In this episode of the RandomCast I sat down with my wife Rebecca and our good friends Anna and her husband Samuel. The episode was very fun to do and if you listen close you can hear our kids in the background. Yep, we are all married with kids and this is the only time we have so enjoy the children singing in the background. We cover whether or not oranges are actually the color orange or green and brown and we go through a list of old school stuff from Buzzfeed that the children of today will never deal with.
As always you can email the show at firstname.lastname@example.org.
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By Ricardo — 6 years ago
Greetings and Happy New Year folks! 2012 is finally here and for the first post of the new year, I’d like to share a video of FAILS from 2011. The video comes from TwisterNederland’s YouTube channel and I must warn you that this video is not for children. I figure the best way to better ourselves is to learn by the mistakes of others. 2012 will be an excellent year if you can avoid the FAILS that made 2011. I for one will learn from these mistakes and once again, a warning that this video is not for children. There is nothing explicit or extremely vulgar in it but if you want to avoid a bunch of questions from your kids then don’t let them watch this with you. Here’s to an excellent 2012 and avoid FAIL moments as much as possible. Cheers!
For more funny FAIL moments, visit www.twisternederland.comPost Views: 81
By Ricardo — 1 year ago
Guest Blog Post
Author: Rachael Brain
Massachusetts EMT & Emergency Dispatcher
What did you do today?
Today I told a young man he had to stop crying so I could help him perform CPR on his mother. The mother who overdosed in the middle of his cartoons. I had to talk to a soldier suffering from severe post traumatic stress disorder and try to keep him on the line and convince him not to jump down onto the highway to stop the voices in his head. I had to listen to the graphic details of a sexual assault. I had to ask a mentally handicapped boy to stay away from the gun beside his fathers body as he described a horrific “brain painting” on the wall. Finally, I had to listen to the last raspy, agonal respirations of a two month old baby, because I wasn’t able to calm his terrified, distraught father enough to begin infant CPR.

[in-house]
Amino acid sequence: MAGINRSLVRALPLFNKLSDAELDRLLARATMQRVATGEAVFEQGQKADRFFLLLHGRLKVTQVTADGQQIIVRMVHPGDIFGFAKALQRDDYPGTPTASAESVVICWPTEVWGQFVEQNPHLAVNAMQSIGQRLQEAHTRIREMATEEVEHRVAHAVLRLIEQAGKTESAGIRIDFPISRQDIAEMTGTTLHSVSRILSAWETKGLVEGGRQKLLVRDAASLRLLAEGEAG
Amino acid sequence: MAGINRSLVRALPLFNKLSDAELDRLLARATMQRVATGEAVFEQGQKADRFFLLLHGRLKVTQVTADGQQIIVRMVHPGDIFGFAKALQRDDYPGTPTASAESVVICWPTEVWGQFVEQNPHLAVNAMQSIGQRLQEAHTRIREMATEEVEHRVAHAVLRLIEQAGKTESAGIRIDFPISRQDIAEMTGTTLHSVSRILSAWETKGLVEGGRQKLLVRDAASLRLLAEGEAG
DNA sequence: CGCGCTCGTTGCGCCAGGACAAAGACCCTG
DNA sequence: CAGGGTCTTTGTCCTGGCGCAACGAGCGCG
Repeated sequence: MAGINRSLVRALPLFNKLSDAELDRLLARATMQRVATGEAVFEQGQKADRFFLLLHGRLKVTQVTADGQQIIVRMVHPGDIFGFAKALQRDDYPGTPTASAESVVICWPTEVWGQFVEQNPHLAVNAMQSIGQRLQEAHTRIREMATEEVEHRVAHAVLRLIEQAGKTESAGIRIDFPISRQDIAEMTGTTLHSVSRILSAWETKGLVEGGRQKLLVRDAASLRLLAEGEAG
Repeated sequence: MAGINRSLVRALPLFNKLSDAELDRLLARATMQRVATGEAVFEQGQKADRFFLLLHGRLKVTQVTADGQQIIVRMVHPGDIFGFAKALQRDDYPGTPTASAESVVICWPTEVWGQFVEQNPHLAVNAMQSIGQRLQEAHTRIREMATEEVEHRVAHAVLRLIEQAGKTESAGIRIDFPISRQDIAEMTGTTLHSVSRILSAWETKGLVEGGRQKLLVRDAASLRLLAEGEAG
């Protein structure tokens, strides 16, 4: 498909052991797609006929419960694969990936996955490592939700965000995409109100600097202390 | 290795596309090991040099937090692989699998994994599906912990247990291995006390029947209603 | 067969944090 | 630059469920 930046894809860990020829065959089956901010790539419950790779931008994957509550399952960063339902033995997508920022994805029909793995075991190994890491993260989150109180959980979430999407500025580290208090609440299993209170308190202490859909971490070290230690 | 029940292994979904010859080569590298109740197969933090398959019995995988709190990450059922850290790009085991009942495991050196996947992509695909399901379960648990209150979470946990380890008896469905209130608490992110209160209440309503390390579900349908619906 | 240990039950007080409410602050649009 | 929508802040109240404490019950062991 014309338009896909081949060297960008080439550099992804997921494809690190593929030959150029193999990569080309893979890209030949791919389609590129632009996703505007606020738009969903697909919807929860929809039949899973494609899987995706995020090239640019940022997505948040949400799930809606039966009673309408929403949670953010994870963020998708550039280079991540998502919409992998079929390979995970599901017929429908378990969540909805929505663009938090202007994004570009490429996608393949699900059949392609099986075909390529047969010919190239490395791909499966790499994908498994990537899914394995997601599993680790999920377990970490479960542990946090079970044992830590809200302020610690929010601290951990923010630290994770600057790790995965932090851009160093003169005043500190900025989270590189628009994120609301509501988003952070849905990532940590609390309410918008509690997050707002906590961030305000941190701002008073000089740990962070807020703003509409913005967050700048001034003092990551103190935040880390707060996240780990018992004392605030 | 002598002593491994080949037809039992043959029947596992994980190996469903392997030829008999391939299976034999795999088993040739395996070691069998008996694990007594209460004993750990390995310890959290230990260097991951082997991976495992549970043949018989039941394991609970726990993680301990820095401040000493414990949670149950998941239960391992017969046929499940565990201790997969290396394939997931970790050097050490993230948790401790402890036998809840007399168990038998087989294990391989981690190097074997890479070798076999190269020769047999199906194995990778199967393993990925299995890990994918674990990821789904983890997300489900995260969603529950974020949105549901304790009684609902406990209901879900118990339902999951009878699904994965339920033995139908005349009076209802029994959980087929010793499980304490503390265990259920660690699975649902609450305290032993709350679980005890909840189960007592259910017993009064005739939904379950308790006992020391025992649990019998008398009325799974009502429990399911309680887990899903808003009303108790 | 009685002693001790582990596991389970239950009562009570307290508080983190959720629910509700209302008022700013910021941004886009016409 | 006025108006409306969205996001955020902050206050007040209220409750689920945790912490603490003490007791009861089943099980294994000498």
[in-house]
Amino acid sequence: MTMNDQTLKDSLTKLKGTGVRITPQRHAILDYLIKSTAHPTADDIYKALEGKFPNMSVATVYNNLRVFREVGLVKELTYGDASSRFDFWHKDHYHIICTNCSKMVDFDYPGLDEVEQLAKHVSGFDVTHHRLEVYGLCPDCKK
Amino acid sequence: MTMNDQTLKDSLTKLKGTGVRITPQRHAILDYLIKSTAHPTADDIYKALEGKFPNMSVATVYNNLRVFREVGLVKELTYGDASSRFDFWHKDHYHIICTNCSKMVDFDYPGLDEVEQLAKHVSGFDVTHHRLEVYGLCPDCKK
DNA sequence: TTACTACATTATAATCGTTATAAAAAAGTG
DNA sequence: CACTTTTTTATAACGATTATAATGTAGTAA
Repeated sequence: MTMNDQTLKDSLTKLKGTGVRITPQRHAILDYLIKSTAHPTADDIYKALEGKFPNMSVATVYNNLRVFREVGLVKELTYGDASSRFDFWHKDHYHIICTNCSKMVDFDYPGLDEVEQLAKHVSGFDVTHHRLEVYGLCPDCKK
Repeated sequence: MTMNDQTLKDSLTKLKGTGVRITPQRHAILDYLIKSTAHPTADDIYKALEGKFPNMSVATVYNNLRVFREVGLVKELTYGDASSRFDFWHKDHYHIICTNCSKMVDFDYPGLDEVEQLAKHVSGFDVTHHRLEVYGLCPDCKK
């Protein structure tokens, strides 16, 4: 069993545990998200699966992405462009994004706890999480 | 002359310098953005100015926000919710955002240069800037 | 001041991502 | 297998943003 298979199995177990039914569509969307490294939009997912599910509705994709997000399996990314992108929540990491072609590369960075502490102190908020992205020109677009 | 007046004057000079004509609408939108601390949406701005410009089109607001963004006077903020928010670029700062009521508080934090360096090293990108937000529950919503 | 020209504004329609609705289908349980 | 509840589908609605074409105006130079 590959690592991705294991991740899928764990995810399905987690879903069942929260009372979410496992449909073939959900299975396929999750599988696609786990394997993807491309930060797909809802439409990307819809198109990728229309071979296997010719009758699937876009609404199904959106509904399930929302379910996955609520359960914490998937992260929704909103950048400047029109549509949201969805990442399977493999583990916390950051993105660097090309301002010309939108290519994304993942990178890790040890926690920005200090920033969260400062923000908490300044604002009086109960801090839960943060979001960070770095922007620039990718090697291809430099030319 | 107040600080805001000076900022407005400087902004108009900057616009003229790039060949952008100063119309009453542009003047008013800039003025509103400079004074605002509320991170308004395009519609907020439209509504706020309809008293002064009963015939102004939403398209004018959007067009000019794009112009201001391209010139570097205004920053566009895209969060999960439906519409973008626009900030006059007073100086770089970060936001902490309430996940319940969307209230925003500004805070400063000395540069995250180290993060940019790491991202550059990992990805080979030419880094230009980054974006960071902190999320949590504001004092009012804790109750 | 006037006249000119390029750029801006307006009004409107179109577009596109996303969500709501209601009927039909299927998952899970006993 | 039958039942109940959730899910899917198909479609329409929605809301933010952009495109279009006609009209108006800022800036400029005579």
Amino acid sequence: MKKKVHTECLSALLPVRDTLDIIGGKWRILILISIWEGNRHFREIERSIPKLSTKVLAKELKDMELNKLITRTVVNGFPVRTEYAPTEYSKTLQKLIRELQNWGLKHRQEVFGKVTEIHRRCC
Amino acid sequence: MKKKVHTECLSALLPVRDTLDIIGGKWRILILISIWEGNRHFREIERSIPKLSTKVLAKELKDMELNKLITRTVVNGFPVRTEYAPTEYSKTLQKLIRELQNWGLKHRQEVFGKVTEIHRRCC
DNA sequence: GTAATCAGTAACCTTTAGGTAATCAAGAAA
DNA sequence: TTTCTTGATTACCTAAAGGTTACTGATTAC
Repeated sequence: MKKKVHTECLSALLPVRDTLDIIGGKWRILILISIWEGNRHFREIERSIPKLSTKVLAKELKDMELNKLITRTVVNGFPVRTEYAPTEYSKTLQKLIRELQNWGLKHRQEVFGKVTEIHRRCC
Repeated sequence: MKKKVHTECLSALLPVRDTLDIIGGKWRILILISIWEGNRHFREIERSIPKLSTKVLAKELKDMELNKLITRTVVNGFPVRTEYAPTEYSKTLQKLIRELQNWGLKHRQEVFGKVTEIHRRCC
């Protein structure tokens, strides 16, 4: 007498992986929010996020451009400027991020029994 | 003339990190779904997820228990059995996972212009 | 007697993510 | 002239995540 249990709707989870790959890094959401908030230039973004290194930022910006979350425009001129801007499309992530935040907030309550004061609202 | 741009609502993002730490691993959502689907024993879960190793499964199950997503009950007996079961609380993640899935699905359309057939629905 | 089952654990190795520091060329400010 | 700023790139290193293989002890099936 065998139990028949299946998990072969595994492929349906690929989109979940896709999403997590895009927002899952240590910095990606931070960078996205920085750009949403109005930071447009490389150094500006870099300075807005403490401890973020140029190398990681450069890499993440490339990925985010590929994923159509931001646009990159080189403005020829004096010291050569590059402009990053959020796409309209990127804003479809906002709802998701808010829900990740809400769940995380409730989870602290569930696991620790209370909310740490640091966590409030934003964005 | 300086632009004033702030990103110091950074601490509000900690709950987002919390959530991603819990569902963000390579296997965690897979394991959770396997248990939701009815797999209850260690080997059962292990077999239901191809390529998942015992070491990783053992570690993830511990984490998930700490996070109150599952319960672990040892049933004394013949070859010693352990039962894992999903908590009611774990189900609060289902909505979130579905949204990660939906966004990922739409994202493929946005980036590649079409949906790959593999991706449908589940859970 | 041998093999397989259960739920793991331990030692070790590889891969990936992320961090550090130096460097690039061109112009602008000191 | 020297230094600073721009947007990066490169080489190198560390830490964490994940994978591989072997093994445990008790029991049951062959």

I’m a 911 Dispatcher, which basically means I’m your gateway to help in an emergency. I don’t get weekends off and I miss almost every major holiday with my family so that I can be there to help protect and serve yours.
You almost never think about me until the moment you require my services, but believe me when I say that I am always thinking about you. Even if we’ve never met.
I’m the voice on the line during some of the worst moments of your life. You may think I’m cold and clinical and unfeeling. You may believe I’m a robot asking the same questions over and over again. You may call me names and curse me and believe I’m heartless. Trust me, I feel.